The Financial Conduct Authority (FCA), the City of London regulator, has laid out intentions to modernise rules in a bid to attract SPAC listings to the London Stock Exchange. SPACs (special purpose acquisition companies) are blank-cheque shell companies that list on a stock exchange, raise funds via public markets, and then usually agree a reverse acquisition with a company keen on a short-cut listing.
Because SPAC listings offer a cheaper, easier, faster option for companies to list compared to a traditional IPO, they’ve boomed in popularity on Wall Street in recent times. The pace of SPAC listings has been particularly intense this year. It is known there have been concerns within the government that London’s stricter rules around SPACs have meant the London Stock Exchange has been missing out.
A recent government-commissioned review of the City’s rules around listings and premium listings recently led to a rule change on dual-class share structures. That has immediately attracted big-name IPOs by the likes of Deliveroo, exactly the kind of high-growth tech company the change was designed to entice. Rising UK life sciences company Oxford Nanopore also announced this week it plans a London IPO in the second half of the year.
London has recently lost out to Wall Street and even Amsterdam when it comes to the listings of companies of a similar profile from the UK and Europe. Following the success of the first tweaks to the rules, the FCA is now poised to act on another of the recommendations made by the report, which was led by Lord Hill of Oareford, the UK’s former European Commissioner.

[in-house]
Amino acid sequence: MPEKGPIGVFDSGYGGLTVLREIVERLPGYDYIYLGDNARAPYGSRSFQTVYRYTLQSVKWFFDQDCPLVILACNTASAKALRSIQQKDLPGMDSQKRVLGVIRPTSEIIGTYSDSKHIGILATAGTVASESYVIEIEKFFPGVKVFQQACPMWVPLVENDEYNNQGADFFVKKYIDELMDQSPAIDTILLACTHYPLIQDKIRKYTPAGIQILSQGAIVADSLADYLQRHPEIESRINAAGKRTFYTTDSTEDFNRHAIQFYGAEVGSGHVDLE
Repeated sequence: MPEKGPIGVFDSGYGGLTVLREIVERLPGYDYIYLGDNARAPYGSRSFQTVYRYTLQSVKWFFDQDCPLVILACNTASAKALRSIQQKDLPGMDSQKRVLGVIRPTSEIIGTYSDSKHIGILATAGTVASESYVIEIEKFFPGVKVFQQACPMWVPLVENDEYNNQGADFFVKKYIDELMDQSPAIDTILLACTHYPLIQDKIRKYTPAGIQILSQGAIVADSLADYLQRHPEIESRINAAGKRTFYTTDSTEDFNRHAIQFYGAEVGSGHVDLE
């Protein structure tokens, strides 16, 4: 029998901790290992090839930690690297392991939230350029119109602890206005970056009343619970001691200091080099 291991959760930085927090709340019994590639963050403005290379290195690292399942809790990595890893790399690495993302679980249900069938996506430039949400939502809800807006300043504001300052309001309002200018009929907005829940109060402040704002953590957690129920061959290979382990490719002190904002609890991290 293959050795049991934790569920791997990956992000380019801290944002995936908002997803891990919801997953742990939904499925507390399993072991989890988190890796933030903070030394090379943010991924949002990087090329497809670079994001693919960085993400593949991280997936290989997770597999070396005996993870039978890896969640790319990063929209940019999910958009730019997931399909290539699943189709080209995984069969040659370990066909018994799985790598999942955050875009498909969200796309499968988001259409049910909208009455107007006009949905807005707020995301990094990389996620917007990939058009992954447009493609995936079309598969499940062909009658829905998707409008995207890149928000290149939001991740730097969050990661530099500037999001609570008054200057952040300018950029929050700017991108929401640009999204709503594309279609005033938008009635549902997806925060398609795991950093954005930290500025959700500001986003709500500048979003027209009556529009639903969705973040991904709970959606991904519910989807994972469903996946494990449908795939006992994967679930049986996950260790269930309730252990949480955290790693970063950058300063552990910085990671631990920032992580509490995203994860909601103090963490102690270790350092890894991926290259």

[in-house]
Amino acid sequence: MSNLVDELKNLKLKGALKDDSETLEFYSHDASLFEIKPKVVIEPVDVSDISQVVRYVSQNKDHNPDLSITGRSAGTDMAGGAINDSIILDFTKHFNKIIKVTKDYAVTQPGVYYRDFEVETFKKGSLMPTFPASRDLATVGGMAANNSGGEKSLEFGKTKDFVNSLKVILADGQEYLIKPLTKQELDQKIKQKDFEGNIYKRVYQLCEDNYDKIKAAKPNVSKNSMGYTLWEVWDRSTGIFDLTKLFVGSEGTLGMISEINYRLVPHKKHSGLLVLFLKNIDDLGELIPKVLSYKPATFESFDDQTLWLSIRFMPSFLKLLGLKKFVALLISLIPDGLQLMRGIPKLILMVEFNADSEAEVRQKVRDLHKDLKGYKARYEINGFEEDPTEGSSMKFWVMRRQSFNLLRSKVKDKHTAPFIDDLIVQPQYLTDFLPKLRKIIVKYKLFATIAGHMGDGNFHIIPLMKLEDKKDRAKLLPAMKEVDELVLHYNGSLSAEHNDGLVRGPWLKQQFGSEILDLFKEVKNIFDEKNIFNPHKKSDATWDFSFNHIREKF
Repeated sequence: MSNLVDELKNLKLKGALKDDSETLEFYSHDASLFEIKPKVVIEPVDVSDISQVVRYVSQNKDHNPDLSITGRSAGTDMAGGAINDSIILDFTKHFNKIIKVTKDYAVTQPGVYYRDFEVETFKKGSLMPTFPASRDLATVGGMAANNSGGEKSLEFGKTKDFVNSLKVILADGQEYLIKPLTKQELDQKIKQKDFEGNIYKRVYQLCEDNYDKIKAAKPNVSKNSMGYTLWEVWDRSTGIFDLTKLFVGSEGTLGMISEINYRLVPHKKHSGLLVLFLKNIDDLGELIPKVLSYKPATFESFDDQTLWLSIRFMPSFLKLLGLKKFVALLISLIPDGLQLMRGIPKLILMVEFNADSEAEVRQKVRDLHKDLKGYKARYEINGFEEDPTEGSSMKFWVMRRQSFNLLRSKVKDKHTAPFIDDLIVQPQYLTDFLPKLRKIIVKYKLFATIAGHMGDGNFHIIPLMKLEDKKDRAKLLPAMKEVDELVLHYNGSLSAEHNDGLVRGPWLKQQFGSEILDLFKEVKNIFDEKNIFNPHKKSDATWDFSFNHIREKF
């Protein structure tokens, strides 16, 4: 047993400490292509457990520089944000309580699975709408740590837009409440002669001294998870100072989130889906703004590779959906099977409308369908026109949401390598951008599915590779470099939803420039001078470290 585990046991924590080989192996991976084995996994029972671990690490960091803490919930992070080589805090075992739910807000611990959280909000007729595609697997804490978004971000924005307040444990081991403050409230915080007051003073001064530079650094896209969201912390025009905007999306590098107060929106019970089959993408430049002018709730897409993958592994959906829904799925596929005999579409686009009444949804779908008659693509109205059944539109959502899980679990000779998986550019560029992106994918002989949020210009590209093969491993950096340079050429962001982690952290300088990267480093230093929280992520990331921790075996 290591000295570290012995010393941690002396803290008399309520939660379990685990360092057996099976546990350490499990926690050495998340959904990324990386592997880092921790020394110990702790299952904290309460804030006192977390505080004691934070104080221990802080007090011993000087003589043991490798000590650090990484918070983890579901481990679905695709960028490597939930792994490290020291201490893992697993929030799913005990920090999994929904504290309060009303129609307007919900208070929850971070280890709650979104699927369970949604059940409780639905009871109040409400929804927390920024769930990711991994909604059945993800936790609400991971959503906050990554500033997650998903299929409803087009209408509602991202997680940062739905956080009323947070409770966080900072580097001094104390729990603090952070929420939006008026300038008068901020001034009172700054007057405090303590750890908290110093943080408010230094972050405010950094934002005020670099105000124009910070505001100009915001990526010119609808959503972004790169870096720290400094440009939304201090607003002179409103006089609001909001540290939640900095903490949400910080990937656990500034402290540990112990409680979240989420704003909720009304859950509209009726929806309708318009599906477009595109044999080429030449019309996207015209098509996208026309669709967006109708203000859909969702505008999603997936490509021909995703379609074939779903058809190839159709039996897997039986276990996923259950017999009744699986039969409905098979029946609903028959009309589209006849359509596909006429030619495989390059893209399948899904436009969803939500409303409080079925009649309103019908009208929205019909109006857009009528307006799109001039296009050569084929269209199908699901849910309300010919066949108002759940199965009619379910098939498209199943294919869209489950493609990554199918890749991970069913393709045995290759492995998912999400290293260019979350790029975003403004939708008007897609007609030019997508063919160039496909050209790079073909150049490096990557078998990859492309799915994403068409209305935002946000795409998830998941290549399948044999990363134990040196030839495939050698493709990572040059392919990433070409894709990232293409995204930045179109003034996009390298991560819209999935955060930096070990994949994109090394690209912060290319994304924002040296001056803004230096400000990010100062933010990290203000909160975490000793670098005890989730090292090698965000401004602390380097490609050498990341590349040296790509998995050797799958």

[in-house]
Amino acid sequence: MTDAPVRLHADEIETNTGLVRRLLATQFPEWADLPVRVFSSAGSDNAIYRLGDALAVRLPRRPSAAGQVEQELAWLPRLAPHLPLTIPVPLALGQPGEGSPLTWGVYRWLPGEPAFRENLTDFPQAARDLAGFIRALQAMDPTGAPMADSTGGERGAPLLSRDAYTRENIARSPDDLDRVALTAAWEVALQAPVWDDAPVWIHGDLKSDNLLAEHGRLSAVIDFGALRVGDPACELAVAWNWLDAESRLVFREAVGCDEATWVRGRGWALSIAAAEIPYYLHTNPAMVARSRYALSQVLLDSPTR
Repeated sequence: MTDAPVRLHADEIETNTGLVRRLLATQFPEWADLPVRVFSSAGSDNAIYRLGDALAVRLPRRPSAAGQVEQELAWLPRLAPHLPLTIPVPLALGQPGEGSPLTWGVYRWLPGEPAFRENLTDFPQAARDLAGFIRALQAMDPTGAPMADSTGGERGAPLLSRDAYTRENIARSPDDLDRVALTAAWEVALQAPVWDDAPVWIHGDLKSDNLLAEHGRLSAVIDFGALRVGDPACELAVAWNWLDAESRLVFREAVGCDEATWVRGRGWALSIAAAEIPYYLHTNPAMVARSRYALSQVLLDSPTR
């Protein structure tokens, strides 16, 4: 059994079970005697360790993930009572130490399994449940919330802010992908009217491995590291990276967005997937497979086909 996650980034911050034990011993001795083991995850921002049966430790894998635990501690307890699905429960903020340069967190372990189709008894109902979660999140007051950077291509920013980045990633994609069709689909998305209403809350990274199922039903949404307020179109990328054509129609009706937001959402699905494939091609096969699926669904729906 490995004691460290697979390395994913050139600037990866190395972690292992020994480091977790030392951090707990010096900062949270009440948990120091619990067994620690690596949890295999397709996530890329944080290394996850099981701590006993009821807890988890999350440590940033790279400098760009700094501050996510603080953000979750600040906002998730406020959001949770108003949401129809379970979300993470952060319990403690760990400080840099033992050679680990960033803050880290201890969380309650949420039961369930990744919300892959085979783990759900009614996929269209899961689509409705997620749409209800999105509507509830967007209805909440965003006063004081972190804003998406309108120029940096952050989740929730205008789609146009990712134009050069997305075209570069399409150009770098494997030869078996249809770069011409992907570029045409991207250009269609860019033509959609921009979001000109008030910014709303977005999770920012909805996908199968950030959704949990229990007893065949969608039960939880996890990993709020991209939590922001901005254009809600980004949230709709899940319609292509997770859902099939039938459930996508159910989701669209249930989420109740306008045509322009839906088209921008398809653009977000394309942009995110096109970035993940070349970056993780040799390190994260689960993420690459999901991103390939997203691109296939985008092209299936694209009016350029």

Currently, SPACs listed on the LSE have to suspend trading of their shares before they announce a deal. That increases the risk for a SPAC’s owners and investors by locking them into their investment for an unclear amount of time. The FCA will scrap that rule if they can otherwise “strengthen protections for investors”.
The FCA will now commence a four-week consultation that will look at options for
“a minimum market capitalisation and a redemption option for investors”.
The regulator’s statement read:
“Our proposals will help to ensure that Spacs operate within a framework of high regulatory standards and oversight”.
“Where such protections are in place, we consider that the existing presumption of suspension of the listing for such companies at the point of announcement of an acquisition target is no longer required and we therefore intend to consult on this basis.”
If encouraging SPAC listing in London proves a wise call won’t be considered a cut and dry matter for many. Some analysts and market observers believe the surge in SPAC listings on Wall Street is an indication of over-heating markets and a risk for investors. Yesterday Barclays analysts told investors in a note they have some concerns the boom in SPAC listings across the Atlantic. Namely,
“whether over- exuberance may be leading to greater volatility for some securities”.
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